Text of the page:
THE JOURNEY. We started our Trip from Whistler, B.C.  where Ben and I had been working for the season. It was about 2500km up to Haines, and we did it in a day and a half of continuous driving. It was a slog but great fun to see Caribou, Elk, Buffalo, Bears, and we even stoped off at a fantastic hot springs which is a must when traveling through. I was on the night shifts, relying on lots of coffee and loud music. After passing Haines Junction, the road became quite bumpy, something a stoner friend had warned us about when told of our trip. He, however did not mention the porcupines. There were hundreds, and they were massive! Up to a meter long, covered in spines, and all attracted to the road. I swerved around dozens but one was not so lucky. Although violently trying to avoid it, I ran over its back half, squashing it like a pancake. To our amazement there was no blood, and it did not even seem to be in pain - it just carried on dragging its back half behind. I felt awful, and we knew we had to kill it. Not a great start to the trip, and many might say a bad omen. The only thing I had was my trusty ice axe. I never want to use it for something like this again. On as bright side, the tires were ok, even though they were covered in spines.

When we got to Haines the weather was perfect and we were in luck when we met Paul the pilot. We arranged to fly out the next morning. Tom had a toothache and ended up having a root canal, so we prepared all our gear and slept at Paul’s Hanger at the airport. People were so friendly, and we met some real characters, from Simon the local cop to ‘One shot, One kill’ Preston Snotgrass!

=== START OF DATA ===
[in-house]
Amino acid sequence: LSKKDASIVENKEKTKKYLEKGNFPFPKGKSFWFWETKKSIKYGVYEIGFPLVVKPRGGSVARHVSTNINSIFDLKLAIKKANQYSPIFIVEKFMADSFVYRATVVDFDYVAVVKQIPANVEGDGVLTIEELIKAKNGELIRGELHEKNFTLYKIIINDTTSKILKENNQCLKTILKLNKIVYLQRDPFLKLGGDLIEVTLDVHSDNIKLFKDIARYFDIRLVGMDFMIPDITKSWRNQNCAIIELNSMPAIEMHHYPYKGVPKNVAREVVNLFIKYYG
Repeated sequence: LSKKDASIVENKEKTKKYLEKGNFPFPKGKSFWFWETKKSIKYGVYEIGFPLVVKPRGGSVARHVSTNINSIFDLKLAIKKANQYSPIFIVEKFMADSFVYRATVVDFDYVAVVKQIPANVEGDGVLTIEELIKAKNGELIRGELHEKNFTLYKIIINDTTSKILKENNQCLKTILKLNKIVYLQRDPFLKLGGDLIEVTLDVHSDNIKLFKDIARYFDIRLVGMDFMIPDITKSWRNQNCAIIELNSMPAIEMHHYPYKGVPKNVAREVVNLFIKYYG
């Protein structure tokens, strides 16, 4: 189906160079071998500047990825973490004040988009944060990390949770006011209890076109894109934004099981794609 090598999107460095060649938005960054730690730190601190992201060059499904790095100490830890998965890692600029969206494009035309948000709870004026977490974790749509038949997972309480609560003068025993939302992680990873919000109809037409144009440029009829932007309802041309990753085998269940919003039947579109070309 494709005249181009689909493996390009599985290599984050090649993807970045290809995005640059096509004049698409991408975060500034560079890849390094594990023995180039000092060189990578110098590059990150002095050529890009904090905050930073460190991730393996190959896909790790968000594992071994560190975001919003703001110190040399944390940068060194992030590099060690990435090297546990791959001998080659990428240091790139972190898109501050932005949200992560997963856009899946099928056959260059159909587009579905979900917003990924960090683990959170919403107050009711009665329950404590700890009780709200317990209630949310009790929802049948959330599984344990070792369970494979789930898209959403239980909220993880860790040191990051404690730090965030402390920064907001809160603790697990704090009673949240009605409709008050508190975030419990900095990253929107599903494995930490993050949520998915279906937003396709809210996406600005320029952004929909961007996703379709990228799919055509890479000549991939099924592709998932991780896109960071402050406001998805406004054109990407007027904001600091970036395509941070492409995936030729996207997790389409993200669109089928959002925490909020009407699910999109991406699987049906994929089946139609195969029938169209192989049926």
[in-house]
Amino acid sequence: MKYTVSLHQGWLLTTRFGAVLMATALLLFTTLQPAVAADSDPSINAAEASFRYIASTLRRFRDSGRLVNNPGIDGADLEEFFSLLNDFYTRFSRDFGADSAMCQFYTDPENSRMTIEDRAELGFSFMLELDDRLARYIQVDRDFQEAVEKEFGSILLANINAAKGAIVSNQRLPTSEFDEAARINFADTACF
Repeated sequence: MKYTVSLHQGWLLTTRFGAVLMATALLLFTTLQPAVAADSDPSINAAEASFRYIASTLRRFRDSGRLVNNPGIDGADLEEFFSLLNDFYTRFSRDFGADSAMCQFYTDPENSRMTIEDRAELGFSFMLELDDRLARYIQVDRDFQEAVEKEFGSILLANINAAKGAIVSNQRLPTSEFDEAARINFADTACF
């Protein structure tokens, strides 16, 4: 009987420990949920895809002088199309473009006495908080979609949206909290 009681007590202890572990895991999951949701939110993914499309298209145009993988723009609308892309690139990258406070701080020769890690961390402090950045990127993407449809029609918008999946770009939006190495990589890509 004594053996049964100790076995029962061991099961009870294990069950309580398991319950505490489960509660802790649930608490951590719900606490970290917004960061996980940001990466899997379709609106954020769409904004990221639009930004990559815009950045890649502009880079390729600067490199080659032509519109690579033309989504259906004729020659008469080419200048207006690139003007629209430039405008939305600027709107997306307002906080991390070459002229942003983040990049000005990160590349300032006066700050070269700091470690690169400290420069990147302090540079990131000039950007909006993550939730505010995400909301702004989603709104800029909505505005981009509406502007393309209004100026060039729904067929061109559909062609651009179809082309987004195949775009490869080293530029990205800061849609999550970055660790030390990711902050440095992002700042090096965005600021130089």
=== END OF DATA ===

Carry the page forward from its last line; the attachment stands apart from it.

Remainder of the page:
THE FLIGHT out was on the 28th of April. It was incredible, I had never been in a small bush plane and you could feel and see everything. Ben and I took the first flight and flew north to Skagway to reccy the whole route. In doing so, we decided to change from our original route to avoid the Mede-Denver Glacier Connection, as the glacier was already open and would be difficult to travel through with sleds. The flight was about 40 minutes, and really exhilarating.  Upon arriving we set up camp, in glorious weather, while we waited for Tom and Alex as the plane was not big enough to take all of us in one go.  Instantly when making the walls, the alarm bells started to go off in our heads as even on the flats there were three clear layers in the snow which fractured cleanly with ease.  We knew we had to be careful over the next month in less than ideal conditions.  Then the others arrived and Paul was off again. We saw his red plane disappear and knew we were on our own until we got our food drop in 16 days.